Islay is a small island in the Inner Hebrides archipelago off the west coast of Scotland. Although not as rugged and windswept as its counterparts, it is characterized by its barren landscape and dramatic coastline. Islay’s best-known export—and likely most popular Scottish whisky—is Laphroaig, named for the island’s largest town. Even if you have yet to develop a taste for Scotch, it is hard to deny that the flavors of peat, smoke, and seawater are intriguing.
This tiny island boasts nine distilleries–Laphroaig, Lagavulin, Kilchoman, Caol Ila, Bunnahabhain, Bruichladdich, Bowmore, Ardbeg, and Ardnahoe, each with its own unique smokey character, offering a chance to try the varying styles of peated whisky. Between them, they evoke anything from linseed to moss, pepper to purity, carbolic to floral palates. Some may also detect hints of salt and seaweed — a characteristic taken from the island’s coastal climate. A sip of any of these whiskies will evoke memories of a cosy campfire on the beach.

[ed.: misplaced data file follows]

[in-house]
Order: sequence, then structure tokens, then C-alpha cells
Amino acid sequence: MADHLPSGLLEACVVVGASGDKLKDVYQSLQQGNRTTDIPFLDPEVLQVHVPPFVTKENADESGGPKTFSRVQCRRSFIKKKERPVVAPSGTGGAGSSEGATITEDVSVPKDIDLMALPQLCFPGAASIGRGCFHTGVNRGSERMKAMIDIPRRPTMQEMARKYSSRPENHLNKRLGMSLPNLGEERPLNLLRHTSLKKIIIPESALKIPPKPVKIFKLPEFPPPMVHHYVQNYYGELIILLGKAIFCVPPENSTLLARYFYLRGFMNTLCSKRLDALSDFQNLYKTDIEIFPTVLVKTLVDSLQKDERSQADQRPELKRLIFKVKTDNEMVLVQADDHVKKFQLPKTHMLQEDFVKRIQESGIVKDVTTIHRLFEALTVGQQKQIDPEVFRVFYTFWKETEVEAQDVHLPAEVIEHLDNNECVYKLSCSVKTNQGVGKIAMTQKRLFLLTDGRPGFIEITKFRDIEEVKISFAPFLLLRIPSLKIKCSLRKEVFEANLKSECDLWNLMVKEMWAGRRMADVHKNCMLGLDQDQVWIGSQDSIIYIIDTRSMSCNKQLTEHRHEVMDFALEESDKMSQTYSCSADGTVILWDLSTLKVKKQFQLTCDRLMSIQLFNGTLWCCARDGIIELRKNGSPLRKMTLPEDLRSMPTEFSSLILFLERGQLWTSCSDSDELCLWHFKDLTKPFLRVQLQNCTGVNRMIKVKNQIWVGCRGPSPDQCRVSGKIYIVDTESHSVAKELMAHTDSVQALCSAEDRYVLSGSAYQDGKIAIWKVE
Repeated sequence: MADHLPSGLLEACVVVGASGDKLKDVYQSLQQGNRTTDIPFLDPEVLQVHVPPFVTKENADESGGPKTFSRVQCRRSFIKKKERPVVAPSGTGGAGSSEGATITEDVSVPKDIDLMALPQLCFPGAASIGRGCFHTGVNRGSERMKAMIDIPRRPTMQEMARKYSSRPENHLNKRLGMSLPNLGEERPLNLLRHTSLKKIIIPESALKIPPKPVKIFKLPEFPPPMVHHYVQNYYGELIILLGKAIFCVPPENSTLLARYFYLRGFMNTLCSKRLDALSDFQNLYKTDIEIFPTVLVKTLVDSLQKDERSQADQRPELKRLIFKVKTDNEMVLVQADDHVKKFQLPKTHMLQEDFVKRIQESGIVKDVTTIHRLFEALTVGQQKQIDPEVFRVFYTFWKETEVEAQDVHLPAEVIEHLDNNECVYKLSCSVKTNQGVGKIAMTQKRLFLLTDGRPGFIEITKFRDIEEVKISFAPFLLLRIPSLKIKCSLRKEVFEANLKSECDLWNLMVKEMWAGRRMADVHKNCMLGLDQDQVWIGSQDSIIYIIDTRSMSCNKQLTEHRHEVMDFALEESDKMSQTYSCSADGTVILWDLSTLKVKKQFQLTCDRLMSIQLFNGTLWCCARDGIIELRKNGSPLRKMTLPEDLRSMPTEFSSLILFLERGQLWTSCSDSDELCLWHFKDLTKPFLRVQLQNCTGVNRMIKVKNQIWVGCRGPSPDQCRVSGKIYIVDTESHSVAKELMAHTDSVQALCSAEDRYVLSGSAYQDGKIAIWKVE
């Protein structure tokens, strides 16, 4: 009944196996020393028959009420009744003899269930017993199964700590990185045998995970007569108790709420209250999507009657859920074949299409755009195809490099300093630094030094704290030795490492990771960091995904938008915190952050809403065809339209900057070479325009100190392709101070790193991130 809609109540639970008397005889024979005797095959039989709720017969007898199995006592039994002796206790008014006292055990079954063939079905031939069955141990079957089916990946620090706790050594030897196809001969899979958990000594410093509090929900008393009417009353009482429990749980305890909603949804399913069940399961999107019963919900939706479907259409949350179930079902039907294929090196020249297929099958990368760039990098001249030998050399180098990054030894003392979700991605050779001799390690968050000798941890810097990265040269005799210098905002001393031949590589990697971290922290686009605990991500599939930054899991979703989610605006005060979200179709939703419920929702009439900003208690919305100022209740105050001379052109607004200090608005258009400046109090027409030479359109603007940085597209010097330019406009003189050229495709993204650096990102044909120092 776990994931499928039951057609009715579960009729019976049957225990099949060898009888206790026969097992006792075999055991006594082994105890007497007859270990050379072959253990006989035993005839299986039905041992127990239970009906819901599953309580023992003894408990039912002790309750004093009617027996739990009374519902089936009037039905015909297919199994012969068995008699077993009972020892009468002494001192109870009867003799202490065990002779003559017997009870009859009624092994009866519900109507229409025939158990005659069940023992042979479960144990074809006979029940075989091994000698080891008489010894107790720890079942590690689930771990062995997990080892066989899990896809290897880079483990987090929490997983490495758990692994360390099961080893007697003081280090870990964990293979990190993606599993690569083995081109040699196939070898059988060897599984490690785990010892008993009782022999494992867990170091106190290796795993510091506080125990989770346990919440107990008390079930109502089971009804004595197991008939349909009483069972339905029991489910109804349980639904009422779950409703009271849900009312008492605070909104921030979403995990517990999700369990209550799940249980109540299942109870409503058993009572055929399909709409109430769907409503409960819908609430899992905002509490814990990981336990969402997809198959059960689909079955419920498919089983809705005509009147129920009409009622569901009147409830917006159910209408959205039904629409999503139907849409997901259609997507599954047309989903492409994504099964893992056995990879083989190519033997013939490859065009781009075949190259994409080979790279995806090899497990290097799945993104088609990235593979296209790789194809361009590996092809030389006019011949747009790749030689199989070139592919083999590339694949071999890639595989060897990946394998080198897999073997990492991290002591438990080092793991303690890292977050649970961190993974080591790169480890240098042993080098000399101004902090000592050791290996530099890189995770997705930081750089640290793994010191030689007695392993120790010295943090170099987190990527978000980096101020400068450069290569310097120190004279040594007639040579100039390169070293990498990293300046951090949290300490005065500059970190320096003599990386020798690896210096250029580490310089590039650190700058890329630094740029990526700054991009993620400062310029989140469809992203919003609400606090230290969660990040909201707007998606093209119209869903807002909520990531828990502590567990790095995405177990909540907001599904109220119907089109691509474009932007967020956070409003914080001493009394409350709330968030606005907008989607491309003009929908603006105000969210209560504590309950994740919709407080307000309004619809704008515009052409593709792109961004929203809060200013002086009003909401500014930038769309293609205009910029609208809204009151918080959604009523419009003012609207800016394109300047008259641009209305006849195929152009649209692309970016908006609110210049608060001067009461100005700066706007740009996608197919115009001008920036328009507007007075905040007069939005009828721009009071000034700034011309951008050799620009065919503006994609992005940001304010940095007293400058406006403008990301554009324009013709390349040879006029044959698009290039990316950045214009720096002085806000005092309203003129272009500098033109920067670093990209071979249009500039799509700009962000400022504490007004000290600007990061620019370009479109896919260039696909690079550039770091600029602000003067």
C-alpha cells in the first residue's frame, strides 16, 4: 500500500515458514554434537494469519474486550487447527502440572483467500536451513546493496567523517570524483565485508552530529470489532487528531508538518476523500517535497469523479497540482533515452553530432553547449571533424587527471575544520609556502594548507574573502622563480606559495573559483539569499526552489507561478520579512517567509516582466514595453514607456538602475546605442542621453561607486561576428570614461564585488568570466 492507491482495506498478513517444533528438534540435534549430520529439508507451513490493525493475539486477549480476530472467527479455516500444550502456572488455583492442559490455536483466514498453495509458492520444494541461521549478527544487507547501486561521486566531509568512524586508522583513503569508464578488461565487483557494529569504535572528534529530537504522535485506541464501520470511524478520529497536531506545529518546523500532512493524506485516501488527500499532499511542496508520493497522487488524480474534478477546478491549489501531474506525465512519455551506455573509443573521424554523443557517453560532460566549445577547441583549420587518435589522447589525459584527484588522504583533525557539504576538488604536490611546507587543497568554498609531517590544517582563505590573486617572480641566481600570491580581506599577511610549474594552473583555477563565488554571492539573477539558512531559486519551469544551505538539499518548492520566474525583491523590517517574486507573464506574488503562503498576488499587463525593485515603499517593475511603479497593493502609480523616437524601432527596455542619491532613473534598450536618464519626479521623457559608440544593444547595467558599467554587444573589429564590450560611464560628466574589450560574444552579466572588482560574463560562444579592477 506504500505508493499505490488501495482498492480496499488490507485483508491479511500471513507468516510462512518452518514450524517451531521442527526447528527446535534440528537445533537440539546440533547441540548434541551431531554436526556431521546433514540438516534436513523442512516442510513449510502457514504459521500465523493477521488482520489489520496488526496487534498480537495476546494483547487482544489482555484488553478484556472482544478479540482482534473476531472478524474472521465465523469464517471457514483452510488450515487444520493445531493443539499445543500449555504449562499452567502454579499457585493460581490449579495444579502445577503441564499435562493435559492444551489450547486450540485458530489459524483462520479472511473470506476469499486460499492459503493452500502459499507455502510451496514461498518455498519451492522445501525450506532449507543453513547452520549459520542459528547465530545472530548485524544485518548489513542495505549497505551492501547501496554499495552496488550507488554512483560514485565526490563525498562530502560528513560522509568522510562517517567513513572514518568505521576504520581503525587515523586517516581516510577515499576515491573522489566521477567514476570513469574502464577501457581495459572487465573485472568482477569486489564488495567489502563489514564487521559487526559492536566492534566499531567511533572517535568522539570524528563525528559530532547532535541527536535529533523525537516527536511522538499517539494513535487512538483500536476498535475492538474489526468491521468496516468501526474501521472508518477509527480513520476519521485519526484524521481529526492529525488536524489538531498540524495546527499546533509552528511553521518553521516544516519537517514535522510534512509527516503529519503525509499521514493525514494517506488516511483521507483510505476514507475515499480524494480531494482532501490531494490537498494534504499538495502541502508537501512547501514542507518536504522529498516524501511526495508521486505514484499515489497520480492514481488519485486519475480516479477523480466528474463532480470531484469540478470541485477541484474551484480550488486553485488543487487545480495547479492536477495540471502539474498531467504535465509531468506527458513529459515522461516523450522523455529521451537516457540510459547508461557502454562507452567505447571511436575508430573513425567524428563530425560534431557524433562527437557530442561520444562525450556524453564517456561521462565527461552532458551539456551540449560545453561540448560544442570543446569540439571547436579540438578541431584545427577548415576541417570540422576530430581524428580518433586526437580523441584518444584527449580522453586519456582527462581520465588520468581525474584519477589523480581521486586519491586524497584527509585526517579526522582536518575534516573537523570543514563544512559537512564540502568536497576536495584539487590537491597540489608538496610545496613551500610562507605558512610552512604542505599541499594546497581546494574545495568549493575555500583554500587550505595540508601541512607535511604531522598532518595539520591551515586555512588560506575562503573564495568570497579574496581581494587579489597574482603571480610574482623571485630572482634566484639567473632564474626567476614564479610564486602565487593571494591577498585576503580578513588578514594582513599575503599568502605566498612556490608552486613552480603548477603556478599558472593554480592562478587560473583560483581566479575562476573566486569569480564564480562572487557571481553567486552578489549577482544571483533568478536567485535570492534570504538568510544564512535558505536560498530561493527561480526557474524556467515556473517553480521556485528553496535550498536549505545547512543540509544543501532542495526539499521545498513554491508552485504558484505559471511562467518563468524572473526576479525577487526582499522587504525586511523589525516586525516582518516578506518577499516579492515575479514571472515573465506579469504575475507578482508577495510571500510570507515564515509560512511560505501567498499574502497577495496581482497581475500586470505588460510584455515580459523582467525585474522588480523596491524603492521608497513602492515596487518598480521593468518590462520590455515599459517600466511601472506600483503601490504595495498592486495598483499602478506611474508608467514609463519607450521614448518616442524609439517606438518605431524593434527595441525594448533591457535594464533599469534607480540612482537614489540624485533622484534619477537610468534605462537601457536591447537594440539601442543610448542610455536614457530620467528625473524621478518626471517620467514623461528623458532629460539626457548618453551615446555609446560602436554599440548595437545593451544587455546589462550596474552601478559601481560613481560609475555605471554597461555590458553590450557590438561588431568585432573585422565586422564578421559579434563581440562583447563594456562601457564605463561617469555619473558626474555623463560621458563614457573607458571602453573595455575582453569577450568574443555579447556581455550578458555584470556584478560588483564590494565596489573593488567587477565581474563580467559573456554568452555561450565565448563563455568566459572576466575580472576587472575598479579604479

In addition, some Islay single malts are said to be the strongest-flavoured of all Scotch whiskies, a fact that earns them a spot in the collections of many enthusiasts. Most of the ‘malting’—one part of the whisky-making process—is done by Port Ellen Maltings to each distillery’s specification (peat level). Only Bowmore, Laphroaig, and Kilchoman have their own malting floors.
Peat is Islay’s signature in the world of whisky. Wherein peat is a type of soil that forms when plants and other organic materials (like mosses) are broken down by fungi and water. It is dark black in color and has a distinctive smoky flavor. On the other hand, the seawater saturates the peat, as does the salty ocean breeze, which also helps dry it out again after heavy rainfall. All these characteristics go into the whiskies of Islay.